from Wiktionary, Creative Commons Attribution/Share-Alike License
- adj. Characteristic of, or accompanied by ischemia—local anaemia due to mechanical obstruction of the blood supply.
from The Century Dictionary and Cyclopedia
- Pertaining to or affected with ischemia.
from WordNet 3.0 Copyright 2006 by Princeton University. All rights reserved.
- adj. relating to or affected by ischemia
Sorry, no etymologies found.
Ischemia or ischemic comes from the Greek word to "keep back" or "stop" the supply of blood to an area.
According to the American Heart Association, stroke is the third leading cause of death in the U.S. Eighty-seven percent of strokes are called ischemic strokes, where clots or plaque block blood flow to the brain.
There's one type that we call ischemic stroke, and that occurs when a blood vessel is closed off.
Tissue that lacks sufficient blood and therefore doesn't get enough oxygen is called ischemic.
Reducing bleeding is potentially important because several studies have suggested that moderate reductions in bleeding may lead to a reduction in longer term ischemic events, particularly mortality.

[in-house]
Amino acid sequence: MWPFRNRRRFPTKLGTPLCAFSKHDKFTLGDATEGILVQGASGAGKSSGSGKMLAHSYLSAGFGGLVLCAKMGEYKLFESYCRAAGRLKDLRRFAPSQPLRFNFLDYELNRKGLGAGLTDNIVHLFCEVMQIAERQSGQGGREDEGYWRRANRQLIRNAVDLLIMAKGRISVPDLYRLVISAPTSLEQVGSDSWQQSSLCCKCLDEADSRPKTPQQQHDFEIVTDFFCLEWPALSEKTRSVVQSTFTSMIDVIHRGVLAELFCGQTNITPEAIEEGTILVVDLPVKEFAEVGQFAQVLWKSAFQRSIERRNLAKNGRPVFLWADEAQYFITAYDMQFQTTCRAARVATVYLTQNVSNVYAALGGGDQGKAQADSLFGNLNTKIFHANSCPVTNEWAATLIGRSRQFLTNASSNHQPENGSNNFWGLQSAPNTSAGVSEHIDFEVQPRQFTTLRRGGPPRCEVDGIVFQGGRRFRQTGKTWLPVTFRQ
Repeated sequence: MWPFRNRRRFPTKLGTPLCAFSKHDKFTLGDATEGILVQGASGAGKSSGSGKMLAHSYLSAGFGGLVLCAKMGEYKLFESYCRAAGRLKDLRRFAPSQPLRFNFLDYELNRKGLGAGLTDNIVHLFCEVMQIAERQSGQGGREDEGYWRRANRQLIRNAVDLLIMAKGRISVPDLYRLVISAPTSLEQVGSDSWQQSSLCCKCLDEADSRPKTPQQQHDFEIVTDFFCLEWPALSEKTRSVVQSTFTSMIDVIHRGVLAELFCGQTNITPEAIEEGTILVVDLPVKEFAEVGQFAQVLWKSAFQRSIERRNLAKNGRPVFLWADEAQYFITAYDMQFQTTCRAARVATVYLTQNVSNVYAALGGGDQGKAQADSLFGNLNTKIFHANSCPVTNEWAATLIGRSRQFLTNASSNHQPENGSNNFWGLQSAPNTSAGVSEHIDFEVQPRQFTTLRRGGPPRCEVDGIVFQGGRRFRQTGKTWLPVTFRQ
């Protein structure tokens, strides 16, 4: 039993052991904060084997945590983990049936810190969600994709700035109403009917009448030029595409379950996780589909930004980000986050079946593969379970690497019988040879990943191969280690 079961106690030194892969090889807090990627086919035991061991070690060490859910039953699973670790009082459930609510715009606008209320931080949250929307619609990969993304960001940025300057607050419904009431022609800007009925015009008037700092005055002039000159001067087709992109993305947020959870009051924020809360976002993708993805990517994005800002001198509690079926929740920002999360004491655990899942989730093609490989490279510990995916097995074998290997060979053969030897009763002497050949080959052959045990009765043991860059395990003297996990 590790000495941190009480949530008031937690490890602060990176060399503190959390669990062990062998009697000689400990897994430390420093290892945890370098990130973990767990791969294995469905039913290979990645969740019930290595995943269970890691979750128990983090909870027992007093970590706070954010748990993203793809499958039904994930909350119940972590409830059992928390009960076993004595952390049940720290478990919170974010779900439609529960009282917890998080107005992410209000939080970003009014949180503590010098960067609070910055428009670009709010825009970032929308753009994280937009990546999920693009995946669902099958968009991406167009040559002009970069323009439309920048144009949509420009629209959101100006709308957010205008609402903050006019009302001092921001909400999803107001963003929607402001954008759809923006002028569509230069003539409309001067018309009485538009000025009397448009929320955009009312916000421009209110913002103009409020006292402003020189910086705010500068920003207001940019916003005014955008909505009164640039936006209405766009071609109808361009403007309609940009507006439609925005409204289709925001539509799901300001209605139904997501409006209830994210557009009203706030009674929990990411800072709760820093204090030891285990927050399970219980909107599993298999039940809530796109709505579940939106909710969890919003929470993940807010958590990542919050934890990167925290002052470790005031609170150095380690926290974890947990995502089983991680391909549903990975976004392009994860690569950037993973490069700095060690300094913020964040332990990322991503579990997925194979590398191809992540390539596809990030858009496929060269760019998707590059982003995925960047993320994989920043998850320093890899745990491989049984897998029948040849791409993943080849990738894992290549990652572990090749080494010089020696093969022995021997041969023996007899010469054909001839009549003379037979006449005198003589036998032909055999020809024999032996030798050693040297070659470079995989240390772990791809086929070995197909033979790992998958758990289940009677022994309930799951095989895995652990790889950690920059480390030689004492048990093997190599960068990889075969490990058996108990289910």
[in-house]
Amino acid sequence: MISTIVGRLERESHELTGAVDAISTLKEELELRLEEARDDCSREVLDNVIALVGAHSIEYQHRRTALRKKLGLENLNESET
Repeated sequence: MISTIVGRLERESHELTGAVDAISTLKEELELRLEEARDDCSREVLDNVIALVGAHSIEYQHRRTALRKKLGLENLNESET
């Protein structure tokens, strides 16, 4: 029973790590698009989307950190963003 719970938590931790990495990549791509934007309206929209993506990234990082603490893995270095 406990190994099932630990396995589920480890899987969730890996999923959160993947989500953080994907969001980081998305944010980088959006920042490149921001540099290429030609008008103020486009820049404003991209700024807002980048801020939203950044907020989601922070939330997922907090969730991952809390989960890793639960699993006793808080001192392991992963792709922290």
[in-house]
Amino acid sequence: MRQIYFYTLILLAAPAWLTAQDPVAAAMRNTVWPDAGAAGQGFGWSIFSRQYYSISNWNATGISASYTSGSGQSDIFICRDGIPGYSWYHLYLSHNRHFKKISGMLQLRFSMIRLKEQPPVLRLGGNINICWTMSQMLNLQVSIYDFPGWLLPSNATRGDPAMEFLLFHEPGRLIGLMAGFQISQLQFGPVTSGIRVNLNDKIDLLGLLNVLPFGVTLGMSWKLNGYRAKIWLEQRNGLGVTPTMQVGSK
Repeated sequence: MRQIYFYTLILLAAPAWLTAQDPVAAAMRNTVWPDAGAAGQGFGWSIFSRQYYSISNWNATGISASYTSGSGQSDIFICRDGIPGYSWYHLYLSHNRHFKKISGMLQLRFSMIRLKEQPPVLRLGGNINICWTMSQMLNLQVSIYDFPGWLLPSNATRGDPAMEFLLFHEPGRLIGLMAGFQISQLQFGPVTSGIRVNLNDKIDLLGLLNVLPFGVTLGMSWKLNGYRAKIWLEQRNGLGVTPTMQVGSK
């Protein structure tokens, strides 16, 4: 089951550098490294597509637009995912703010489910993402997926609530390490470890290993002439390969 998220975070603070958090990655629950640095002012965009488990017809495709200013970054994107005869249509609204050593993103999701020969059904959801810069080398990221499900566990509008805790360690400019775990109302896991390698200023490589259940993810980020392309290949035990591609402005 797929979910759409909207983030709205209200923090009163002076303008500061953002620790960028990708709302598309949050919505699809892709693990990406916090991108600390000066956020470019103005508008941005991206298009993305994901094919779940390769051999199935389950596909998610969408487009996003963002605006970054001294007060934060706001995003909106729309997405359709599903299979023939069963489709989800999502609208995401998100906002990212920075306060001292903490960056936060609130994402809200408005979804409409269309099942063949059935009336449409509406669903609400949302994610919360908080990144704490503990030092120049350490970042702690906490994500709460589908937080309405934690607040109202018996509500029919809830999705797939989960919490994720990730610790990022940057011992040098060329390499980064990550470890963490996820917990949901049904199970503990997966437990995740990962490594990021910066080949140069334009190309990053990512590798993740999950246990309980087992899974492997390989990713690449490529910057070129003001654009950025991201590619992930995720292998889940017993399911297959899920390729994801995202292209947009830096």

So-called ischemic strokes are caused by blood clots that block the flow of blood in the brain.
The drug treats the 80% of strokes that result from blood blockages, known as ischemic strokes.
One is ischemic, which is when the arteries become blocked and the other is a hemorrhagic stroke, when a blood vessel in the brain breaks.
But a provocative study presented last month found that younger adults are being hospitalized with strokes caused by vascular blockages - called ischemic strokes - at significantly higher levels than they were less than a generation ago.
Called ischemic strokes, a clot blocks blood flow, starving brain cells to death unless that circulation is restored fast.
Wordnik is becoming a not-for-profit! Read our announcement here.